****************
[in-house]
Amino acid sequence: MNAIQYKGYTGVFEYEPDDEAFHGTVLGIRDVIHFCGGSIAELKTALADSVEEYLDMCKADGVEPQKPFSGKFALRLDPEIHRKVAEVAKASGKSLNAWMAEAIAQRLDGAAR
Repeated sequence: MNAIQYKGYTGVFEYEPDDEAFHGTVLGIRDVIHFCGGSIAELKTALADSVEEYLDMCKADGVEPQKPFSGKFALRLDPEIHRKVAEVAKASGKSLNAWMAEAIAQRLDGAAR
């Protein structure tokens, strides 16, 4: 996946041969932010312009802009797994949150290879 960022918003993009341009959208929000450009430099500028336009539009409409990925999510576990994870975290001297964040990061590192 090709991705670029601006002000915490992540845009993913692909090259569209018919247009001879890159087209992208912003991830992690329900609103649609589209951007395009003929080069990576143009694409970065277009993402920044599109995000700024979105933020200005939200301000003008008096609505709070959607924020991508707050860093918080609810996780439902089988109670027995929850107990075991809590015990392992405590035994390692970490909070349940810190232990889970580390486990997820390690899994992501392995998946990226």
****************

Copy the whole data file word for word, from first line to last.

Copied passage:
[in-house]
Amino acid sequence: MNAIQYKGYTGVFEYEPDDEAFHGTVLGIRDVIHFCGGSIAELKTALADSVEEYLDMCKADGVEPQKPFSGKFALRLDPEIHRKVAEVAKASGKSLNAWMAEAIAQRLDGAAR
Repeated sequence: MNAIQYKGYTGVFEYEPDDEAFHGTVLGIRDVIHFCGGSIAELKTALADSVEEYLDMCKADGVEPQKPFSGKFALRLDPEIHRKVAEVAKASGKSLNAWMAEAIAQRLDGAAR
């Protein structure tokens, strides 16, 4: 996946041969932010312009802009797994949150290879 960022918003993009341009959208929000450009430099500028336009539009409409990925999510576990994870975290001297964040990061590192 090709991705670029601006002000915490992540845009993913692909090259569209018919247009001879890159087209992208912003991830992690329900609103649609589209951007395009003929080069990576143009694409970065277009993402920044599109995000700024979105933020200005939200301000003008008096609505709070959607924020991508707050860093918080609810996780439902089988109670027995929850107990075991809590015990392992405590035994390692970490909070349940810190232990889970580390486990997820390690899994992501392995998946990226």